„As I was turning, he caught me by the hand, and with tears in his eyes said, "Come again to my house; for if thou and I were but an hour of a day together, we should be nearer one to the other"; adding that he wished me no more ill than he did to his own soul. I told him if he did he wronged his own soul; and admonished him to hearken to God's voice, that he might stand in his counsel, and obey it; and if he did so, that would keep him from hardness of heart; but if he did not hear God's voice, his heart would be hardened. He said it was true.“

—  George Fox

On his meeting with Oliver Cromwell, in Autobiography of George Fox (1694)
Contexto: When I came in I was moved to say, "Peace be in this house"; and I exhorted him to keep in the fear of God, that he might receive wisdom from Him, that by it he might be directed, and order all things under his hand to God's glory.
l spoke much to him of Truth, and much discourse I had with him about religion; wherein he carried himself very moderately. But he said we quarrelled with priests, whom he called ministers. I told him I did not quarrel with them, but that they quarrelled with me and my friends. "But," said I, "if we own the prophets, Christ, and the apostles, we cannot hold up such teachers, prophets, and shepherds, as the prophets, Christ, and the apostles declared against; but we must declare against them by the same power and Spirit."
Then I showed him that the prophets, Christ, and the apostles declared freely, and against them that did not declare freely; such as preached for filthy lucre, and divined for money, and preached for hire, and were covetous and greedy, that could never have enough; and that they that have the same spirit that Christ, and the prophets, and the apostles had, could not but declare against all such now, as they did then. As I spoke, he several times said, it was very good, and it was truth. I told him that all Christendom (so called) had the Scriptures, but they wanted the power and Spirit that those had who gave forth the Scriptures; and that was the reason they were not in fellowship with the Son, nor with the Father, nor with the Scriptures, nor one with another.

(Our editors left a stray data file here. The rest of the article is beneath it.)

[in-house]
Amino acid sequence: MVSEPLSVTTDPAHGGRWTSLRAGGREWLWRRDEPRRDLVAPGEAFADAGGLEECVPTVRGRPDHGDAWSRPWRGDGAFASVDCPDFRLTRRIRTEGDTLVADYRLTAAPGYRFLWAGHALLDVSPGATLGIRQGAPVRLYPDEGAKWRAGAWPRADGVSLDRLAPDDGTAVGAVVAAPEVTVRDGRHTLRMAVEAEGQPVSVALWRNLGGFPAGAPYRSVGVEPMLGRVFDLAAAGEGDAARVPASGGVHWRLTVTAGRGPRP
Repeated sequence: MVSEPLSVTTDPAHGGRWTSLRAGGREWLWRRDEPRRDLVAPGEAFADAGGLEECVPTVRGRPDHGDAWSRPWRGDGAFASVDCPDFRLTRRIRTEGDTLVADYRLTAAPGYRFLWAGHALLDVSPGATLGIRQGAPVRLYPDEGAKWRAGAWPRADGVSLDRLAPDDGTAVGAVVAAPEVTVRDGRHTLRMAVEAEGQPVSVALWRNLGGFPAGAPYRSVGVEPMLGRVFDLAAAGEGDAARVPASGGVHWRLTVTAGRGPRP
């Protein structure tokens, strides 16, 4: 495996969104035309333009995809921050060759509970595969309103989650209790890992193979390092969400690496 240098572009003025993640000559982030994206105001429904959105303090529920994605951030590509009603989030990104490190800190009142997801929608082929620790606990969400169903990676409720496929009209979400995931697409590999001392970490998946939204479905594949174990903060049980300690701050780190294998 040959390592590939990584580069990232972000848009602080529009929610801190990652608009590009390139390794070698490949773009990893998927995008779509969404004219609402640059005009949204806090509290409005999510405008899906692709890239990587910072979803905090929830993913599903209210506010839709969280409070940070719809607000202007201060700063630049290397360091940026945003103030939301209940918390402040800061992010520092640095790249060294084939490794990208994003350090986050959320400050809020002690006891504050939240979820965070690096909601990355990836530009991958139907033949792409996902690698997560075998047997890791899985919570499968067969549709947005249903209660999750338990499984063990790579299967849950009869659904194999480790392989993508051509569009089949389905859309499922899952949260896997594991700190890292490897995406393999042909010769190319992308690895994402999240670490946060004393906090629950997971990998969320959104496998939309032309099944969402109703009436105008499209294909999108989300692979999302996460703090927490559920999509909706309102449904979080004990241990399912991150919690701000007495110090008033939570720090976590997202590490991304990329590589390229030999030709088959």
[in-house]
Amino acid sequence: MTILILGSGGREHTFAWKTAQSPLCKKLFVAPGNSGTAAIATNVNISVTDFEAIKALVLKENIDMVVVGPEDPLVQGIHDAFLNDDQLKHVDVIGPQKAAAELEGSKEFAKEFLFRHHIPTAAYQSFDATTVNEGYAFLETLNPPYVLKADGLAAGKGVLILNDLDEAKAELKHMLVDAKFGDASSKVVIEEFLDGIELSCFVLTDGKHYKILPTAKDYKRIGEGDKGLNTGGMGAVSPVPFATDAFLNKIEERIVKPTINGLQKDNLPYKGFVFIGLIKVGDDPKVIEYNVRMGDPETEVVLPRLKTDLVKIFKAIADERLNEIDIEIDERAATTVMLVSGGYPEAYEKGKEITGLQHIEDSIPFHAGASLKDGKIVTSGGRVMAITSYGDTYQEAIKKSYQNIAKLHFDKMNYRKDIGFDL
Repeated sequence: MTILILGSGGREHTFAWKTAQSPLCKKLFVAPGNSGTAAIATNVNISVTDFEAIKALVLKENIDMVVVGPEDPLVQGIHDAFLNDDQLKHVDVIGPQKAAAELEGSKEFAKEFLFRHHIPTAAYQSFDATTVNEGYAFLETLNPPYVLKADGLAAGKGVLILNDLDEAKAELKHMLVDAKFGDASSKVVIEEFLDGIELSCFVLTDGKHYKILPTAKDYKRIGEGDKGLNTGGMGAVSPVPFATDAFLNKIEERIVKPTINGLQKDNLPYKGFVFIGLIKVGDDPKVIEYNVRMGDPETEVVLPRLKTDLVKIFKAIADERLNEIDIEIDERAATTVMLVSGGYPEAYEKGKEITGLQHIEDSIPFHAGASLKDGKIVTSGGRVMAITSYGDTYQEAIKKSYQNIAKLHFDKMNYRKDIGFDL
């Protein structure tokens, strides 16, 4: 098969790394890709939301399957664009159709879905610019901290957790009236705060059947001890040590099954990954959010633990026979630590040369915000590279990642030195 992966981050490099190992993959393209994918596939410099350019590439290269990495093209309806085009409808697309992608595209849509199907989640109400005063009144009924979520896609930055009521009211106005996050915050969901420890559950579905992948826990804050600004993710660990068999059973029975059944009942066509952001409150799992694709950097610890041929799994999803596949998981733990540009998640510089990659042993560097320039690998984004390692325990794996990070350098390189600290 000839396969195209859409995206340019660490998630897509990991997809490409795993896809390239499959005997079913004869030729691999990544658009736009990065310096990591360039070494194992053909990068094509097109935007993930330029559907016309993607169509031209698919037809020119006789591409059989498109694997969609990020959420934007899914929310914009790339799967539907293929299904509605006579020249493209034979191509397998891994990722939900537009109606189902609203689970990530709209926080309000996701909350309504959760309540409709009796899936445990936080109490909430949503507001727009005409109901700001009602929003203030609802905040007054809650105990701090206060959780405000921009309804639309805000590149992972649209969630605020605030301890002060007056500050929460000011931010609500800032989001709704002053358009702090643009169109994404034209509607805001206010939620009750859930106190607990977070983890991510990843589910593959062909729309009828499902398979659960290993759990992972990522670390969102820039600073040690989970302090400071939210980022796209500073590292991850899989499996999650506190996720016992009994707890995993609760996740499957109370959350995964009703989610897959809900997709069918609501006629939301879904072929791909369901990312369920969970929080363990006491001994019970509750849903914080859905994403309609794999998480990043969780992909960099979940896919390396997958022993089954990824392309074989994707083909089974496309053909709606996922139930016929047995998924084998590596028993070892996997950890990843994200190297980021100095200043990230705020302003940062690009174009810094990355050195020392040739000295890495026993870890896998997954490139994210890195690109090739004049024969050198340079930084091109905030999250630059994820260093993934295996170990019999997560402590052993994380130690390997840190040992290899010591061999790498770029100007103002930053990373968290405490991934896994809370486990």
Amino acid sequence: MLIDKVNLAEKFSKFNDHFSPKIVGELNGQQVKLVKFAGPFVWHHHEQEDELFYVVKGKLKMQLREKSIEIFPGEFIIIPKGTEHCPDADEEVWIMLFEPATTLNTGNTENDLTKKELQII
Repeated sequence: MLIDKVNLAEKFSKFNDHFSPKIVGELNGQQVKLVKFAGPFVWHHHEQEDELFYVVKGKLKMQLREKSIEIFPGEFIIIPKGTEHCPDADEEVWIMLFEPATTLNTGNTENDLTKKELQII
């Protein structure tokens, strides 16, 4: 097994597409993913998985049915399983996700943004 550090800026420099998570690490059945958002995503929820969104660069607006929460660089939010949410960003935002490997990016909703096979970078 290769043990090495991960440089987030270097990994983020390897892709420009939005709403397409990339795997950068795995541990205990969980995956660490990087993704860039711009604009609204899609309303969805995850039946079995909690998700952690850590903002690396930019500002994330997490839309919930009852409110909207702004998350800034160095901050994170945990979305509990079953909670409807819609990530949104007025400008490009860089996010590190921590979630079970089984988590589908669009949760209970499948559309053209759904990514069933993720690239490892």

Many more words I had with him; but people coming in, I drew a little back. As I was turning, he caught me by the hand, and with tears in his eyes said, "Come again to my house; for if thou and I were but an hour of a day together, we should be nearer one to the other"; adding that he wished me no more ill than he did to his own soul. I told him if he did he wronged his own soul; and admonished him to hearken to God's voice, that he might stand in his counsel, and obey it; and if he did so, that would keep him from hardness of heart; but if he did not hear God's voice, his heart would be hardened. He said it was true.
Then I went out; and when Captain Drury came out after me he told me the Lord Protector had said I was at liberty, and might go whither I would.
Then I was brought into a great hall, where the Protector's gentlemen were to dine. I asked them what they brought me thither for. They said it was by the Protector's order, that I might dine with them. I bid them let the Protector know that I would not eat of his bread, nor drink of his drink. When he heard this he said, "Now I see there is a people risen that I cannot win with gifts or honours, offices or places; but all other sects and people I can." It was told him again that we had forsaken our own possessions; and were not like to look for such things from him.

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George Fox
1624 - 1691

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„Large was his bounty, and his soul sincere,